Books written by Ray Sullivan

Wednesday, 18 April 2012

Project: Evil - The First Site Visit part 3

‘Why can’t you build the monorail higher?’ asked Brian, not unreasonably given the complex had to be tall enough to hide an Atlas rocket inside, concealed only from the uninhabitants who would be working on the project inside anyway.  ‘Preferably out of reach, seeing as it’s not needed,’ he added, looking at the drawings the workshop manager had passed to him. The workshop manager took the drawings back and drew a cone on them.
‘You’ve specified a bog standard Papier-mâché volcano, which as you know tapers in like this. Once you are above the first level, which only exists for henchmen to fall over stupidly low railings at the first sound of gunfire anyway, you only need the volcano to be wide enough to fit the rocket girth in,’ he said, drawing a rocket, a first floor balcony, a stupidly low railing and a henchman falling to the ground floor.
‘I don’t see any gunfire,’ pointed out Daw, who was looking at the drawing closely. The workshop manager sighed, then drew a gun firing.
‘Could we have lower golf trolleys?’ asked Brian, noting that the workshop manager had drawn a couple on the paper with tall cabs. The look of horror on the faces of the Plant Manager, workshop manager and Daw told him it wasn’t possible.  The workshop manager decided to make it easy on Brian.
‘Interfering with golf equipment is a serious offence,’ he said.
‘You let me mount machine guns on them,’ observed Brian, ‘doesn’t that count as interfering?’  Daw put his pen down.
‘You haven’t played golf with O’Feld yet, have you?’ he asked, adding, ‘you’ll find machine guns are standard fit in this company for all sporting equipment, including cricket bats and soccer goalposts,’ he said.  Brian could understand the utility in mounting machine guns in defence. 
‘Fair comment,’ he replied, adding, ‘but we still need to solve this problem.’
‘You could dig a hole,’ suggested the workshop manager, ‘lowering the ground inside the volcano by a foot or so, that should do it,’ he said, adding, ‘of course that’ll bung the price up as we’ll have to dig it out manually, so it’ll cost...’ he said, scribbling more stupid numbers on the pad; some, Brian noticed, in scientific notation.
‘But we have to dig a hole anyway, for the dungeons,’ he complained, watching the workshop manager freeze during his calculations.
‘Good point, but we’ve quoted to infill the hole to ground level, a semi skilled job.  Infilling to a foot or so below ground level; now that’s a skilled job.  We’ll need well qualified grunt labourers for that task, so the extra cost will be...’ he said, adding numbers with exponent powers to the already large sum on his scrap of paper.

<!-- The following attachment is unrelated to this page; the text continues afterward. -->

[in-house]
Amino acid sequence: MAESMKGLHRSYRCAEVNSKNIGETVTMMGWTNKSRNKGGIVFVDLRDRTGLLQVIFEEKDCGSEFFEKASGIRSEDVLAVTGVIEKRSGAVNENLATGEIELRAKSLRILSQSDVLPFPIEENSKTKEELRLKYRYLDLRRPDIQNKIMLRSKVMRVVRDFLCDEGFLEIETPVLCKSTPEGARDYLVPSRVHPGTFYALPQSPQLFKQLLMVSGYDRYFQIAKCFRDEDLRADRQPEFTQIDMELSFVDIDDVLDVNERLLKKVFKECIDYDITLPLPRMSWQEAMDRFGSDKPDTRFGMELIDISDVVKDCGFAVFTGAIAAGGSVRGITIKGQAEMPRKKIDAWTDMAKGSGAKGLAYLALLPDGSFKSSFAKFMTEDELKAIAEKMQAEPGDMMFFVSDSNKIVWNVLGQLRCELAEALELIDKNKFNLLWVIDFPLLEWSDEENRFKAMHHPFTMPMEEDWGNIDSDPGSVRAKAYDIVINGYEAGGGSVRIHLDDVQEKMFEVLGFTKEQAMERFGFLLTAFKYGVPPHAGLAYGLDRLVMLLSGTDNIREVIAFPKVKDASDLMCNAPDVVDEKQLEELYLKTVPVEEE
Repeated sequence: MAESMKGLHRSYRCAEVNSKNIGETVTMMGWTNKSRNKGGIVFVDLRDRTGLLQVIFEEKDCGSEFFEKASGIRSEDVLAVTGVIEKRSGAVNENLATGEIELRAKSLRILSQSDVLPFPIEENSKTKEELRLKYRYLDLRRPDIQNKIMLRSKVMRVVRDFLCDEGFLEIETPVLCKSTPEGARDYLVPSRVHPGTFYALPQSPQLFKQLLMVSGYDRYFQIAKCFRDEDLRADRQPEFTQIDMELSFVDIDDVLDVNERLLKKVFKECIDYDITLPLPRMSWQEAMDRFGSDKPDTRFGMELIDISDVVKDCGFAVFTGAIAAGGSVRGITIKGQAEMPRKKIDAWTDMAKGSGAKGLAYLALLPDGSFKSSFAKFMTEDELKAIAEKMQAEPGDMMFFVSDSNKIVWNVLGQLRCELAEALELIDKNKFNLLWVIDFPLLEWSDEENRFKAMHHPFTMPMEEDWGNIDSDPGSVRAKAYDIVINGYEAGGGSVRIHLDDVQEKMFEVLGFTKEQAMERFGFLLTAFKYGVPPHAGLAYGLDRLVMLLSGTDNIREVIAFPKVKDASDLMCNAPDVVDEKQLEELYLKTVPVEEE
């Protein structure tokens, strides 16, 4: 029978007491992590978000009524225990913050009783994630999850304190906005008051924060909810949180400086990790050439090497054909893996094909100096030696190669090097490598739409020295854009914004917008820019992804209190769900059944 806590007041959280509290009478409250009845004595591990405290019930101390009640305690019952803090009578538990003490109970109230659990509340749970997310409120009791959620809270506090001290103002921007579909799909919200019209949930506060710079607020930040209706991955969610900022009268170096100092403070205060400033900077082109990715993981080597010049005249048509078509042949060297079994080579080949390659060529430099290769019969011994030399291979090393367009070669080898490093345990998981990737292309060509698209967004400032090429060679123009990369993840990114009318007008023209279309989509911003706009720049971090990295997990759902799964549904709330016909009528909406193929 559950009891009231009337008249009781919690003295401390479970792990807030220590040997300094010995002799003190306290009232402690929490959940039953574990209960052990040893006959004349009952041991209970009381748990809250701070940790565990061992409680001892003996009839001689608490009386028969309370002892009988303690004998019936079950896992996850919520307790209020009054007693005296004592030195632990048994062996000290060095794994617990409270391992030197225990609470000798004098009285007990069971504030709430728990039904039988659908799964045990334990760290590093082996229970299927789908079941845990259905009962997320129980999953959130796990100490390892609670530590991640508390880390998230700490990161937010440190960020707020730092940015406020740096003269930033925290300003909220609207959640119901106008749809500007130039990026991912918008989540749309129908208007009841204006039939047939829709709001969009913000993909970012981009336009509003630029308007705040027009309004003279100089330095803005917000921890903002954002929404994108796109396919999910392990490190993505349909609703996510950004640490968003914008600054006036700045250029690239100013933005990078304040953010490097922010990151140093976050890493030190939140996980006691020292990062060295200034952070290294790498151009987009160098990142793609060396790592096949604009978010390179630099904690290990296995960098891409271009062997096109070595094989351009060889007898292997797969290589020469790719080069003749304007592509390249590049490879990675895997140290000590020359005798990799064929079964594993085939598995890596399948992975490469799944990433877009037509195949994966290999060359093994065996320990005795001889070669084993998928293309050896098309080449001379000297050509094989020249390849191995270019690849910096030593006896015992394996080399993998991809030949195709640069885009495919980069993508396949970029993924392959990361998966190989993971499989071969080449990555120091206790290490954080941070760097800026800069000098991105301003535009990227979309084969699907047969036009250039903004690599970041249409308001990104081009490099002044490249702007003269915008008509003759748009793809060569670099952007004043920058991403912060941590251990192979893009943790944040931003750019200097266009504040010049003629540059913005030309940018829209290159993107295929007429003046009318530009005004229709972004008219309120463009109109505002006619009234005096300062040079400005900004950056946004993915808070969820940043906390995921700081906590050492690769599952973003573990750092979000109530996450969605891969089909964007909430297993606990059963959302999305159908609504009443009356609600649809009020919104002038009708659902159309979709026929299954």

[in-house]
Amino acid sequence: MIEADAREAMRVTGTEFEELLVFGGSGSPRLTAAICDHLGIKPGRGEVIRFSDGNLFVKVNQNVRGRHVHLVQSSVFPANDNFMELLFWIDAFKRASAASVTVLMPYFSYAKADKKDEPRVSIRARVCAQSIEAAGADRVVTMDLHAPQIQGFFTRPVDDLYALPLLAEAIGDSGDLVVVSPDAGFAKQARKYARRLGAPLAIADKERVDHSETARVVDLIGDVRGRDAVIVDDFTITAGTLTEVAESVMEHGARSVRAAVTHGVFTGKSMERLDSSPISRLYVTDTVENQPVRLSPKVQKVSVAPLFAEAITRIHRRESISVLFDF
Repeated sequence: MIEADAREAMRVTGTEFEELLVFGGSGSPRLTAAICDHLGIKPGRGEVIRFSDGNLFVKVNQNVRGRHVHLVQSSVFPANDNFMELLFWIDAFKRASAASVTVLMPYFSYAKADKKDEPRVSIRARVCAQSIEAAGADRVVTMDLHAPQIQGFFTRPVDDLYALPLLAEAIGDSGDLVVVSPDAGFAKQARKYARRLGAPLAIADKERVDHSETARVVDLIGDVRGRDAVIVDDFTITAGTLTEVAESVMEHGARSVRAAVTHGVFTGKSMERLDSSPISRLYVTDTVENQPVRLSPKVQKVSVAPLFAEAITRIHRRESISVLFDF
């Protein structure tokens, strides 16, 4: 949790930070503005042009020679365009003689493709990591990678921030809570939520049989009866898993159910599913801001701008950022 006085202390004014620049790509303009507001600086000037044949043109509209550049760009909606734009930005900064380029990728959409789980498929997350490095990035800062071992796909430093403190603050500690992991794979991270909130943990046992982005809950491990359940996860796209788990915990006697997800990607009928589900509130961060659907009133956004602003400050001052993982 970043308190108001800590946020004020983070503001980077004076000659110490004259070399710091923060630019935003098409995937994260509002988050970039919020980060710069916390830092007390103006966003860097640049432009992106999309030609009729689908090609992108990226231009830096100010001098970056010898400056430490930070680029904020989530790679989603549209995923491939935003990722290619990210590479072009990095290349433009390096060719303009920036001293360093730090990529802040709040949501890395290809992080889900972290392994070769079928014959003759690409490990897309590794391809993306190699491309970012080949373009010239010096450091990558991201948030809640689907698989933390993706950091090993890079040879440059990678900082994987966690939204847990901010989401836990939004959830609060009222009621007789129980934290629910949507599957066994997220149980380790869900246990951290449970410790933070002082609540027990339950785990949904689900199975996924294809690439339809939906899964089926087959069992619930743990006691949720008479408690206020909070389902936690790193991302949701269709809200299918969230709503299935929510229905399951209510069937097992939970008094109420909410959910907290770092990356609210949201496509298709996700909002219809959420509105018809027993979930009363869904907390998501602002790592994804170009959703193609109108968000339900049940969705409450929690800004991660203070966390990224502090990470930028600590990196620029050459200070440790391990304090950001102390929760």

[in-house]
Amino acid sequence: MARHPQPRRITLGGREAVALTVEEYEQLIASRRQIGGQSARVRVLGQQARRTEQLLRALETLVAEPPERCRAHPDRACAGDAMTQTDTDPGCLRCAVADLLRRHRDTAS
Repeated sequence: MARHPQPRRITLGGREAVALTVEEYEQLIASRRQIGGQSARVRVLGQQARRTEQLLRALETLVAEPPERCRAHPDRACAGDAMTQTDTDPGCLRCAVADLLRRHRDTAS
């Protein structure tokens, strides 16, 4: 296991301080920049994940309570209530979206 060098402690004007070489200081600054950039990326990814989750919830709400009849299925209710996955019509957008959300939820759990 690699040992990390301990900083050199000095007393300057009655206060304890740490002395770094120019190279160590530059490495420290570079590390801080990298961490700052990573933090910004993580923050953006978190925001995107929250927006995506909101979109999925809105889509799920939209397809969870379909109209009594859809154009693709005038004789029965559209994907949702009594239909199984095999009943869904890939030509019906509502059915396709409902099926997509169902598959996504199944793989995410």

‘Can’t we just make the wide part of the volcano taller?’ asked Daw.  ‘After all, it’s only Papier-mâché,’ he said.  Brian winced as the workshop manager looked up, then looked at his boss.  It was the Plant Manager’s turn to explain the ABCs of manufacturing.
‘This is like Tracy Island all over again,’ he huffed. ‘ A perfectly sound design, suitable for multiple futuristic if improbable flying machines, and one TV luvvy decides he can make any alterations he wants,’ he said, leaning forward and pointing at Daw. 
‘If you want a bespoke volcano, then you may as well have one without a top for the rocket to fly out of, because the budget’s going to spiral out of control anyway,’ he added, angrily.  ‘Project managers, designers, engineers; you all think they know how to do your own job,’ he growled.
‘You mean the top isn’t open?’ asked Brian, amazed.  He was no rocket scientist, but it seemed a reasonable requirement for a hidden rocket launch pad to have somewhere for the rocket to go when launched.  The workshop manager shrugged.
‘We’ve never got one to actually launch on any project we’ve run, yet,’ he said, adding as way of justification, ‘and the lid keeps the rain out.  Which is quite useful, given the material of the volcano,’ he answered.
‘Isn’t it Papier-mâché outside as well as in?’ asked Brian, looking to Daw for support.  Unfortunately for Brian, Daw was an HR specialist, not an engineer, so all he got in return was a shrug.  The workshop manager wasn’t finished.
Look, it’s not like it’s got stainless steel clamshell doors, hydraulically operated and utterly dependent on a flaky countdown timer.  That’s why the nosecone is pointed,’ he advised.  It seemed fair enough to Brian; he’d often wondered about the shape of rockets, now he realised that although the Americans tended to use places with good outdoor weather, they’d obviously considered the possibility of rain and the need to utilise any available Papier-mâché volcanoes, which in turn probably explained the proximity to Disneyworld. 
That seemed to wrap up the meeting – the first three stages of the rocket still needed to be stolen, stripped down, refitted with evil equipment, generally needlessly as the main device was more than capable of deploying the Armadillo gonads when in Earth orbit, then it needed repainting the beige colour that had been selected on a run out to B&Q.  Then the table needed removing so that pointless flashing lights could be installed.  So far the project was four months behind schedule and millions of pounds over budget.  If this was a Government project, realised Brian, it would be hailed as a success. Daw stood suddenly, looking at his watch.
‘We have to go,’ he said, grabbing Brian, ‘I’ve got a disciplinary meeting this afternoon.  We’re expecting to suspend an employee,’ he said, stepping over the rug at the door entrance.
‘Blackfriars Bridge?’ asked Brian, knowing the answer.  ‘Can I watch?’ he asked, following Daw.


The characters, companies and places referred to in Project: Evil are fictitious and any resemblance to people, companies, businesses or places is entirely coincidental

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